Sunday, December 28, 2008
Here’s a teaser about some upcoming poetry biz you can expect to see on Robert Frost’s Banjo in the New Year:
The long promised (threatened?) feature on poetry & song: You all thought you got off lightly with that Robert Creeley post, didn’t you? No. I really want to dig a bit more deeply into this one, so be on the lookout for Greek lyric poets, William Blake, Elizabethans & folks like Townes Van Zandt; not yet sure if this will be a series or a one-time post.
A series on various poetic forms: The virtues & vices of poetic forms have sparked debate/arguments/vitriol—possibly fisticuffs, tho I’ve never personally witnessed that. Amazing as it may seem to you non-poebiz types out there, this subject can get card-carrying poets plenty hot. As someone who has been called both a “beat formalist” (a term I like, coined by poebiz pal Mari Hata) & a “new formalist” (more or less accurately in Charlottesville, somewhat misleadingly, I think, in terms of my San Francisco poems & the handful that have come since) I’ve been embroiled in several of these discussions. Throwing caution to the winds, I’ll be writing about some of the well-known forms: the sonnet (which William Carlos Williams termed “fascist,” yet which distinctly non-fascist poet Ted Berrigan used so wonderfully), the sestina, & the villanelle, with examples of each. I may include a couple of other set forms, too.
“How to” read poetry: Some folks have expressed varying degrees of bafflement about the poems I’ve chosen to post, e.g., what they mean & how to read them. I realize Robert Frost’s Banjo has a diverse & general readership, which I like. I also realize that these days in the U.S. reading poetry is a habit only among poets themselves & some lit crit types—most other folks just aren’t used to it. So in response to requests for same, I’ll weigh in with my thoughts on the subject (& of course encourage any readers with thoughts on the subject to weigh in via comments). As with the poetry & song feature, am still debating whether this will be a one-time post or not.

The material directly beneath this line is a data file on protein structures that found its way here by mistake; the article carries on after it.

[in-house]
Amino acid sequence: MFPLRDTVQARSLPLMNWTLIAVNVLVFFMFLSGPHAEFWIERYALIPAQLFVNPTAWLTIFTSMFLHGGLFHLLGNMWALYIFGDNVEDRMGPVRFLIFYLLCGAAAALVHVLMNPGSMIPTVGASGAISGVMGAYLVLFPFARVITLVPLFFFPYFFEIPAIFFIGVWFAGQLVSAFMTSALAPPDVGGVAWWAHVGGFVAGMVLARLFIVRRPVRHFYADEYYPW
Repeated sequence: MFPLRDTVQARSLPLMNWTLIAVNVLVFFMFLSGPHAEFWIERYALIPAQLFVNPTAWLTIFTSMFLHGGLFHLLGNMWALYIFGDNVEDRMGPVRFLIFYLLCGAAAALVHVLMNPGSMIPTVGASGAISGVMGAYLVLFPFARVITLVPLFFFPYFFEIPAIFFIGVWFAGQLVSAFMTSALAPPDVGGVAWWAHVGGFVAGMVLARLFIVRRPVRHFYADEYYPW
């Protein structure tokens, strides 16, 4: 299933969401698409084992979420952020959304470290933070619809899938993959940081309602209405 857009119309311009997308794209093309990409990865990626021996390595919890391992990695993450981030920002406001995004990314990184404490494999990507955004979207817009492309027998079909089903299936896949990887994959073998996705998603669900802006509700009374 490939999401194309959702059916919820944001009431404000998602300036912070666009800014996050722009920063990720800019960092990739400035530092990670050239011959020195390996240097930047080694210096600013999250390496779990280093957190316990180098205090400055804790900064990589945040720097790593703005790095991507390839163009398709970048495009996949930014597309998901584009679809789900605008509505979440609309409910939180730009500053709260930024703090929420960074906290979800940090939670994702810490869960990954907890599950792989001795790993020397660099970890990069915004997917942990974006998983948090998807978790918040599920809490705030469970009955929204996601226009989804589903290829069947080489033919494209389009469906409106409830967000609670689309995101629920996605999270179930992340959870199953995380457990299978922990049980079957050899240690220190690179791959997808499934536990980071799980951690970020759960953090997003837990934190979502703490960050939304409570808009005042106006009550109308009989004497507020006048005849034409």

More poems by yours truly: Eberle & others have urged/encouraged me to post my own poems on the blog on some sort of regular basis. I’ll be posting one a month for a while—it’s possible I’ll be posting more often during the spring & summer, but I’ll get into that when the time comes. Because some of my better poems are relatively long, these would be the morning “post of the day.” Shorter poems would be a secondary post in the afternoon. They won’t be weekend “poems of the week,” however. I may pick a regular day for them, but I won’t necessarily post a picture or commentary to accompany my own work.
& finally, with many thanks to Ron Silliman of Silliman’s Blog I now know how to make an indented line in Blogger—no simple feat, that. Not only does this give me more flexibility in choosing poems for the “weekly poem” series, but it also allowed me to correct the lineation on a few poems I’d already posted. These would be “A Wicker Basket” (corrected shortly after posting, so probably most folks saw it that way); “Final Farewell”; “Poem”; & “Sickly Autumn.”
& speaking of blogs, I’m always on the lookout for good poetry blogs to put on the Blogroll. While I’m often disappointed in the poetry blogs I run across…(I originally typed more about this disappointment, but politeness edited it)…I did find one original & fun poetic blog—or I should say, that blogger found Robert Frost’s Banjo. Be sure to check out The Y River (blue in green) for something novel. I’m not going to try to describe the writing—this sort of thing is better experienced than explicated—& while some of the music selections may not be quite in line with Robert Frost Banjo tastes, the concept & the writing far outweigh that as a consideration (& there is Miles Davis for cryin’ out loud). I’ve added The Y River (blue in green) to the Blogroll.
Hope you enjoy these features.
I’m not sure who took that photo of me reading at Williams Corner Bookstore in Charlottesville, VA back in ’87—it may have been old grad school pal, fiction writer & Timbuktu editor Molly Turner, who also read that evening.